Toward the end of your personalized lawn care, landscaping, sales video, you're going to want to position a choice for your prospect. They're going to have to choose one thing or another. Just do this subtly and then also give them a simple call to action about whatever the next steps would be.
Something like..."Now there's some things that we can do for that to really help protect this tree and preserve it for some time, make it even look better, and I put a proposal on your front door, I wanted to send you this quick video just to explain to you what was going on. If you have questions, please reach out to me. Otherwise we can get this started for you very soon. Thanks a lot."
If you follow these tips and format each time, this is going to get easier and easier.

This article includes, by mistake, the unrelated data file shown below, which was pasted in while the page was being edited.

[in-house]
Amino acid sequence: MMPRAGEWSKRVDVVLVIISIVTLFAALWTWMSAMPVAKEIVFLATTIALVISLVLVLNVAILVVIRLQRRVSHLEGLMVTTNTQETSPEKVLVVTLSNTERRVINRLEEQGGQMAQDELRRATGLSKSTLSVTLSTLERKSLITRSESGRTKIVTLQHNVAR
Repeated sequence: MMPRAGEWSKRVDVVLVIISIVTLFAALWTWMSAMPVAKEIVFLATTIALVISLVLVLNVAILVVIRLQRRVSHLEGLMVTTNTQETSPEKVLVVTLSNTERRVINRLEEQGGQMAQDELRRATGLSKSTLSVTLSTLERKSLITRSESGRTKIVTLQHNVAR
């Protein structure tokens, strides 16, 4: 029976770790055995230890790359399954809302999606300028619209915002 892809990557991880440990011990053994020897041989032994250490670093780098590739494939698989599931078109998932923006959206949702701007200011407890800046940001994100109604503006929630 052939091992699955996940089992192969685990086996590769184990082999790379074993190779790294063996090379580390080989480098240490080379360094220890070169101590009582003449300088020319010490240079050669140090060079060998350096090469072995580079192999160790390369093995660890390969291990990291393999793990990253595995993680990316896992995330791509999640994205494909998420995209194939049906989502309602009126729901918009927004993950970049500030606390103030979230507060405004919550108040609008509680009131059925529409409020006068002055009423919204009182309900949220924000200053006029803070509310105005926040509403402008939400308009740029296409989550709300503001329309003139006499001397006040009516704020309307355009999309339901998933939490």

Now in my last two videos I did give you some mobile apps that you may want to use to send your personalized landscaping or lawn care sales videos. The links are in the description, but now I'd like to share with you some other gear that I recommend and also give you some tips for actually shooting these videos.
First is your smartphone. If you don't know what this is, well 2002 called and it wants it stuff back.
Next I recommend getting a tripod. Don't just walk around and hold your phone. You may want to go with a more traditional tripod, but I'm a big fan of this kind. It has flexible arms that allow you to wrap it around things like patio furniture, tree branches, or Tiki torches, you name it. You can really wrap it around anything.